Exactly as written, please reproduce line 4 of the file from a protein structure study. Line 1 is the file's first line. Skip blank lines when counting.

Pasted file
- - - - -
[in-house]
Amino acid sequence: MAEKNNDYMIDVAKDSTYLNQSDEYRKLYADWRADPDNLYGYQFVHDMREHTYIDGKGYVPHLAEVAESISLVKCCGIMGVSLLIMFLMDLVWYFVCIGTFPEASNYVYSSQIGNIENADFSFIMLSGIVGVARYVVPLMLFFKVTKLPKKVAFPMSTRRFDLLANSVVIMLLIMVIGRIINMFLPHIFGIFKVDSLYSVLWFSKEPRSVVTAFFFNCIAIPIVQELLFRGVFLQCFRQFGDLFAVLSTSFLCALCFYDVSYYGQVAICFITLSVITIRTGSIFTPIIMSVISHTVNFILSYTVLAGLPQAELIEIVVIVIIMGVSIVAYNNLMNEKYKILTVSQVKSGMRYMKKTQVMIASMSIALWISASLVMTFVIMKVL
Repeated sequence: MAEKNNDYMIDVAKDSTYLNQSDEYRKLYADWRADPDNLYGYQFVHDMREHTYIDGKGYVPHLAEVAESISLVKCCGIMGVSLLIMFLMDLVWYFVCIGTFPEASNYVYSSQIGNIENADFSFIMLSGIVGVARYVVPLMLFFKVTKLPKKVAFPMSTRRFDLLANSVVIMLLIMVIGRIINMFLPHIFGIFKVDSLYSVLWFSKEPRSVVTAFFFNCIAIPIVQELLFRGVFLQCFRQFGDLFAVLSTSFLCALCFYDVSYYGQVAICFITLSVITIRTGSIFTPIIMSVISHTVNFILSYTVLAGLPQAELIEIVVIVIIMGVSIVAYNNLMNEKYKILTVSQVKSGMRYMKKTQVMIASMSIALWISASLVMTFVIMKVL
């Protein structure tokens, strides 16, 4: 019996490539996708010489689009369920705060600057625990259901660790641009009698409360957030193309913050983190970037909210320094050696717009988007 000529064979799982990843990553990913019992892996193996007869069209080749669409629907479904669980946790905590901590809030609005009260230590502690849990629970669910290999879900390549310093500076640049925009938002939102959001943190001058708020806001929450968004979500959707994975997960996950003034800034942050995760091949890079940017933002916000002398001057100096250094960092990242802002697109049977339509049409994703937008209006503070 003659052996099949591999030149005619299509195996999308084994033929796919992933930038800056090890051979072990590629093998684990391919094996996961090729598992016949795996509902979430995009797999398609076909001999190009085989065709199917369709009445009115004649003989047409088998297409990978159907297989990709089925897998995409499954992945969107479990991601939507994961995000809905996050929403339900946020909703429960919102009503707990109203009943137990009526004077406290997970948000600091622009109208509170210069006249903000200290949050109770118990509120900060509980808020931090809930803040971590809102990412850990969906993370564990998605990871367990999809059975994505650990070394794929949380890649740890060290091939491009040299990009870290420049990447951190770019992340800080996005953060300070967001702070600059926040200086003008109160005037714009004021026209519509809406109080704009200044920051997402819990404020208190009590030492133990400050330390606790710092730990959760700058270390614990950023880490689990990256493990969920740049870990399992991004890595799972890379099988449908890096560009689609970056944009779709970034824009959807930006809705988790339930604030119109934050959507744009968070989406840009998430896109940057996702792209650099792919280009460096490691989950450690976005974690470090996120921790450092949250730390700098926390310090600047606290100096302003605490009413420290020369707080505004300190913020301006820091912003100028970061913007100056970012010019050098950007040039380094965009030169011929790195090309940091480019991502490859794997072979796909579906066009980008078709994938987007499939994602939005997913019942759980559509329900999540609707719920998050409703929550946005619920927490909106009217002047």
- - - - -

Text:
């Protein structure tokens, strides 16, 4: 019996490539996708010489689009369920705060600057625990259901660790641009009698409360957030193309913050983190970037909210320094050696717009988007 000529064979799982990843990553990913019992892996193996007869069209080749669409629907479904669980946790905590901590809030609005009260230590502690849990629970669910290999879900390549310093500076640049925009938002939102959001943190001058708020806001929450968004979500959707994975997960996950003034800034942050995760091949890079940017933002916000002398001057100096250094960092990242802002697109049977339509049409994703937008209006503070 003659052996099949591999030149005619299509195996999308084994033929796919992933930038800056090890051979072990590629093998684990391919094996996961090729598992016949795996509902979430995009797999398609076909001999190009085989065709199917369709009445009115004649003989047409088998297409990978159907297989990709089925897998995409499954992945969107479990991601939507994961995000809905996050929403339900946020909703429960919102009503707990109203009943137990009526004077406290997970948000600091622009109208509170210069006249903000200290949050109770118990509120900060509980808020931090809930803040971590809102990412850990969906993370564990998605990871367990999809059975994505650990070394794929949380890649740890060290091939491009040299990009870290420049990447951190770019992340800080996005953060300070967001702070600059926040200086003008109160005037714009004021026209519509809406109080704009200044920051997402819990404020208190009590030492133990400050330390606790710092730990959760700058270390614990950023880490689990990256493990969920740049870990399992991004890595799972890379099988449908890096560009689609970056944009779709970034824009959807930006809705988790339930604030119109934050959507744009968070989406840009998430896109940057996702792209650099792919280009460096490691989950450690976005974690470090996120921790450092949250730390700098926390310090600047606290100096302003605490009413420290020369707080505004300190913020301006820091912003100028970061913007100056970012010019050098950007040039380094965009030169011929790195090309940091480019991502490859794997072979796909579906066009980008078709994938987007499939994602939005997913019942759980559509329900999540609707719920998050409703929550946005619920927490909106009217002047």